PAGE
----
As I’ve been writing and speaking about more and more, the true power of mashups will be realized as we come to understand it as an overarching conceptual model which can be applied to almost anything and not “just” a technology or data application. For example the mashup model can and is being applied to as diverse a set of areas as maps, software, manufactured goods, music, video, people and organizations. 

I’ll be posting and exploring more details on mashups and their role in enabling the Snowflake Effect in future postings here and on Off Course – On Target.  In the interim I’d encourage you to consider how our pursuit of this continuum of human expression is now accelerating with the transition from a text dominated age to an age of rich media that includes visualization, audio, graphics, simulations, models and video. 

To help stimulate some of your thinking and creative juices I can strongly recommend that you read some of Kevin Kelly’s recent perspectives on all this such as his Nov. 21st article in the New York Times “Becoming Screen Literate” and his summary thoughts in his “book in progress” site called The Technium on “Screen Fluency”.  Kevin continues to be an unending source of inspirational and thought provoking ideas and perspectives for me and I think you will find his writing to be VERY much worth your while.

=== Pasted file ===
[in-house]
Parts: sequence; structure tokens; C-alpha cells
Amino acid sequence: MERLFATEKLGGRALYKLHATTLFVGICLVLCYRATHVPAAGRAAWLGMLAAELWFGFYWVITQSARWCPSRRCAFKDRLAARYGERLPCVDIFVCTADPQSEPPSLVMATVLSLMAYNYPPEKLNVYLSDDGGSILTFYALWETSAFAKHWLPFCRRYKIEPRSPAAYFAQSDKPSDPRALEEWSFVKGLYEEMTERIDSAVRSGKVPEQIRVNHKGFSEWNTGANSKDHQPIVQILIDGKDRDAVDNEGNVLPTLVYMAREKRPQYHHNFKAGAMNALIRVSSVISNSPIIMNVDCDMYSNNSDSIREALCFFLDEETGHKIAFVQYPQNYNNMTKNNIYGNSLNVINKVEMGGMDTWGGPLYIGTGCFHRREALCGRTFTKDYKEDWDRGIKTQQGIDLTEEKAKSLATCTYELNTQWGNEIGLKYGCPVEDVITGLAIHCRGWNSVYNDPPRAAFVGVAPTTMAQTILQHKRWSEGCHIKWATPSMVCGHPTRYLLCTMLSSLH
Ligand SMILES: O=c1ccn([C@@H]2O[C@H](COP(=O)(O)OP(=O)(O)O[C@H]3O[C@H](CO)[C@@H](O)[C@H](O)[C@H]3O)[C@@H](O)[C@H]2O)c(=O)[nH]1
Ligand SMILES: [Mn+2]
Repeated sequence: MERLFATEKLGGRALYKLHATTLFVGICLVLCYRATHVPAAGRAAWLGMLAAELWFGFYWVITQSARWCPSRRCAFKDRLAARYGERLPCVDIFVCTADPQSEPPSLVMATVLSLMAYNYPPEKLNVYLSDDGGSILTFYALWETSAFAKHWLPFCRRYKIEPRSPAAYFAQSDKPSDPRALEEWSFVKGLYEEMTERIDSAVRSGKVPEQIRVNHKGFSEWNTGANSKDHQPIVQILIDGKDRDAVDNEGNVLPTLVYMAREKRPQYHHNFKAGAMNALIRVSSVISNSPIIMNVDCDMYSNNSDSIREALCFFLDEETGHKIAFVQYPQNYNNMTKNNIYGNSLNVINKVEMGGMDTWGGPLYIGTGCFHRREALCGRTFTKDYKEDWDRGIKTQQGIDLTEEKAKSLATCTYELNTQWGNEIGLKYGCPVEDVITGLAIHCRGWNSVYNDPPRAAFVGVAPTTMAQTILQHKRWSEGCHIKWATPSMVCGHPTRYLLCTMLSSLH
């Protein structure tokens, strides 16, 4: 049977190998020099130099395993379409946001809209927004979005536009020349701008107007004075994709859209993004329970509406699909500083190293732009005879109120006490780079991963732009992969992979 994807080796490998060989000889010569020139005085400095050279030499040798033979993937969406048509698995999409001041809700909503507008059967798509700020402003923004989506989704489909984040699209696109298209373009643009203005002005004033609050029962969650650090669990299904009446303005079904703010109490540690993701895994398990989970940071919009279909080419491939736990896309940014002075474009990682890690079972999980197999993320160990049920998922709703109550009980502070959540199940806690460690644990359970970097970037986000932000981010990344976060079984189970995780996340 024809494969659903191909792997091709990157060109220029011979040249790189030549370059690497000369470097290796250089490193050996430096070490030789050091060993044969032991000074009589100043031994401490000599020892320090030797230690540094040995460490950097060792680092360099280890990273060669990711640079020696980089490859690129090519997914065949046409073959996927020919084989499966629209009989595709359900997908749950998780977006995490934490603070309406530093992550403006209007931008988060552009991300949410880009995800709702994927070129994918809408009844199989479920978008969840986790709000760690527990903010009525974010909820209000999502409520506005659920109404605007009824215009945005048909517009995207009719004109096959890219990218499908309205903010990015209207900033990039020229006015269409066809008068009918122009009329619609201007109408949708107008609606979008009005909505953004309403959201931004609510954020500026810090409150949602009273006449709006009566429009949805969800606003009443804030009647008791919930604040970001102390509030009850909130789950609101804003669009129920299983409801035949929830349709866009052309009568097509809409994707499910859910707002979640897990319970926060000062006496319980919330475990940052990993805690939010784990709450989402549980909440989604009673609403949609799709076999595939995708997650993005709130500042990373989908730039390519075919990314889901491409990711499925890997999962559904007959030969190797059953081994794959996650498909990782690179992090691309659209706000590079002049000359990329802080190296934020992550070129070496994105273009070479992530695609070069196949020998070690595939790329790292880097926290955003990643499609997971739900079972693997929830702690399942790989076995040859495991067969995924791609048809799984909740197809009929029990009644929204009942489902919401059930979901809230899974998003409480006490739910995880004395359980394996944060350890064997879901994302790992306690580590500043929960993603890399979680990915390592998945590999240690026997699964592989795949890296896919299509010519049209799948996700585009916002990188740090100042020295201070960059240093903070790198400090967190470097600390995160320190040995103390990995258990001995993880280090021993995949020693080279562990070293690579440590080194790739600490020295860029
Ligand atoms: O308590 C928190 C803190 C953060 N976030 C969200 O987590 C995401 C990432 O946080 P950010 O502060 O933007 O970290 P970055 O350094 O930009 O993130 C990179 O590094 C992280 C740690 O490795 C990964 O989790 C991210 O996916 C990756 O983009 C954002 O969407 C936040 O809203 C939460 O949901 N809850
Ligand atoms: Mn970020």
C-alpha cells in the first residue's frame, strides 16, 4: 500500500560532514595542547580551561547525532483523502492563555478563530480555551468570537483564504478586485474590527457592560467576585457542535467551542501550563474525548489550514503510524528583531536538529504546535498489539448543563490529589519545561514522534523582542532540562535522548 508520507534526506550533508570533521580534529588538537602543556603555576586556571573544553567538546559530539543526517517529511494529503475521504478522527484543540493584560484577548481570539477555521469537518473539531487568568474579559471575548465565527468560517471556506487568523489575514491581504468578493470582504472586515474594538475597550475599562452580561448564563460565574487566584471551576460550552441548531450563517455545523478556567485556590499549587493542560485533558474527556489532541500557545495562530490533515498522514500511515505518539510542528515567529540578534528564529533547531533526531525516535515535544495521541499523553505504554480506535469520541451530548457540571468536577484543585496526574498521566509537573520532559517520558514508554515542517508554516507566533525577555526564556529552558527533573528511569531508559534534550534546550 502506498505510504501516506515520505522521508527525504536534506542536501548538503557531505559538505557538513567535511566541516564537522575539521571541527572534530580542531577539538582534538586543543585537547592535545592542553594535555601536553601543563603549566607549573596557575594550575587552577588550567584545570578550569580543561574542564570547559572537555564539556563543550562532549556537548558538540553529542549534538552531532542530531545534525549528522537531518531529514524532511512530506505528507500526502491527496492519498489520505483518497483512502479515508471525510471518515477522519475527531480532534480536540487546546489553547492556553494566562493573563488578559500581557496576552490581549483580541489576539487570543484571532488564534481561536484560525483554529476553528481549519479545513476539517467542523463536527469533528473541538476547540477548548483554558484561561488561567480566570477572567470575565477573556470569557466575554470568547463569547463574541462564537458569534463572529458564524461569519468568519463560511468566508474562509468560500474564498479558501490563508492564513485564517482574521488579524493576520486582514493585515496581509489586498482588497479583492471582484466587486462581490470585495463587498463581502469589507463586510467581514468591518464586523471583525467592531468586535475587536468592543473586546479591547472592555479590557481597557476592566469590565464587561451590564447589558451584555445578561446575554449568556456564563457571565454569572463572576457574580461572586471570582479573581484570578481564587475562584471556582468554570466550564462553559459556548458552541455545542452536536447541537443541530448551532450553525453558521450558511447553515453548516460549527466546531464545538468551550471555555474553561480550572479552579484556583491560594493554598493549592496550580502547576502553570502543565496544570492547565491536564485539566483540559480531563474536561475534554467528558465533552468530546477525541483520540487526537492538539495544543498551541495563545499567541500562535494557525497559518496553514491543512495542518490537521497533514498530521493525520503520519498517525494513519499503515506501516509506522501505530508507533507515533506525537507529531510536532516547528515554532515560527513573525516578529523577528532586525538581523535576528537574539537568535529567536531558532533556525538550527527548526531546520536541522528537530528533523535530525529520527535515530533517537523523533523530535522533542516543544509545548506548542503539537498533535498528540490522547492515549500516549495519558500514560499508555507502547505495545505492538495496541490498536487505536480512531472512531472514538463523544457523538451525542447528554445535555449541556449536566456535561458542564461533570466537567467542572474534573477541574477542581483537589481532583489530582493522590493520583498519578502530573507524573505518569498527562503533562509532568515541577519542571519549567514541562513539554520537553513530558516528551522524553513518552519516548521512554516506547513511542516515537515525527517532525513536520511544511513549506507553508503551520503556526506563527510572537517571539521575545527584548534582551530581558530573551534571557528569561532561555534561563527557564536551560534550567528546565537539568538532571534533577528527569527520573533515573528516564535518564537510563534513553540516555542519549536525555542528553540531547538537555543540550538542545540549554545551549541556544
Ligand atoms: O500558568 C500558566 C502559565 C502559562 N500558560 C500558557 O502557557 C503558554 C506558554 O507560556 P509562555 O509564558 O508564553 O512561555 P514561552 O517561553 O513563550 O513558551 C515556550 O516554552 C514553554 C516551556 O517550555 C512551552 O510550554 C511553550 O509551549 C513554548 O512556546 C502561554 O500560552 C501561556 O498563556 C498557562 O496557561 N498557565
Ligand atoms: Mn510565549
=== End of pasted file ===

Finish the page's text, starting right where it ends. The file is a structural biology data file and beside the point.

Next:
Snowflakemobile! LEGO Block Cars?

November 18, 2008

I’ve been following the story behind a new car being developed by Tata Motors in India called the Nano.  It is one of those stories that you follow with equal parts fascination and fear, and it is very much worth following whatever your reaction.  The short story is that this car is being developed as an alternative to the use of small motorcycles and mopeds for transporting multiple people.  If you’ve traveled to many other countries as I’ve been fortunate enough to, you may have witnessed the same scene that inspired the Nano when you’ve seen three to six people, often a whole family, riding on a single moped as they dart and weave their way through traffic on their way to work, school and home. 

I’ll leave you to read more about the car and the story behind it as a quick search will turn up plenty.  The July 2008 Wired magazine has an article for example called “The $3000, 33-Hoprsepower, Snap-Together ride to the Future” that will provide you with a good overview and insight.  Basic specs for the four door version include:

  • about 10 feet long and 5 feet wide.
  • 623cc two-cylinder 33 HP rear engine
  • capable of 65 miles an hour
  • projected cost new, 120,000 rupees, including road tax and delivery in India, = ~ $2500-3000